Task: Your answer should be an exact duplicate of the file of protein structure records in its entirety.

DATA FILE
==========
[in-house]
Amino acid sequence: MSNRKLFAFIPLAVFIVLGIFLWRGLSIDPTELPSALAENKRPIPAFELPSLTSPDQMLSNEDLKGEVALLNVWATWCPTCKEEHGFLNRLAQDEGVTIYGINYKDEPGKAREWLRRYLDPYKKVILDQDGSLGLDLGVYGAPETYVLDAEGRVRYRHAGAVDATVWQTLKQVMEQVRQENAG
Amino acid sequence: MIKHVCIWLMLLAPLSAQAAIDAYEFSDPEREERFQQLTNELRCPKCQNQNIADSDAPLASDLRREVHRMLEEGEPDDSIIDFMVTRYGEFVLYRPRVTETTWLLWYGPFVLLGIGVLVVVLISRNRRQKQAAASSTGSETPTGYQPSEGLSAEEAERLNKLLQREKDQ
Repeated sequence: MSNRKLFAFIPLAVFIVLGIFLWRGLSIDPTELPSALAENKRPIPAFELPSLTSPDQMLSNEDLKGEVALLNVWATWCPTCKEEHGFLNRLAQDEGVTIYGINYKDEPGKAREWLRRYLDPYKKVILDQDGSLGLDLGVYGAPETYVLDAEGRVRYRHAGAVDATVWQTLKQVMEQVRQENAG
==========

[in-house]
Amino acid sequence: MSNRKLFAFIPLAVFIVLGIFLWRGLSIDPTELPSALAENKRPIPAFELPSLTSPDQMLSNEDLKGEVALLNVWATWCPTCKEEHGFLNRLAQDEGVTIYGINYKDEPGKAREWLRRYLDPYKKVILDQDGSLGLDLGVYGAPETYVLDAEGRVRYRHAGAVDATVWQTLKQVMEQVRQENAG
Amino acid sequence: MIKHVCIWLMLLAPLSAQAAIDAYEFSDPEREERFQQLTNELRCPKCQNQNIADSDAPLASDLRREVHRMLEEGEPDDSIIDFMVTRYGEFVLYRPRVTETTWLLWYGPFVLLGIGVLVVVLISRNRRQKQAAASSTGSETPTGYQPSEGLSAEEAERLNKLLQREKDQ
Repeated sequence: MSNRKLFAFIPLAVFIVLGIFLWRGLSIDPTELPSALAENKRPIPAFELPSLTSPDQMLSNEDLKGEVALLNVWATWCPTCKEEHGFLNRLAQDEGVTIYGINYKDEPGKAREWLRRYLDPYKKVILDQDGSLGLDLGVYGAPETYVLDAEGRVRYRHAGAVDATVWQTLKQVMEQVRQENAG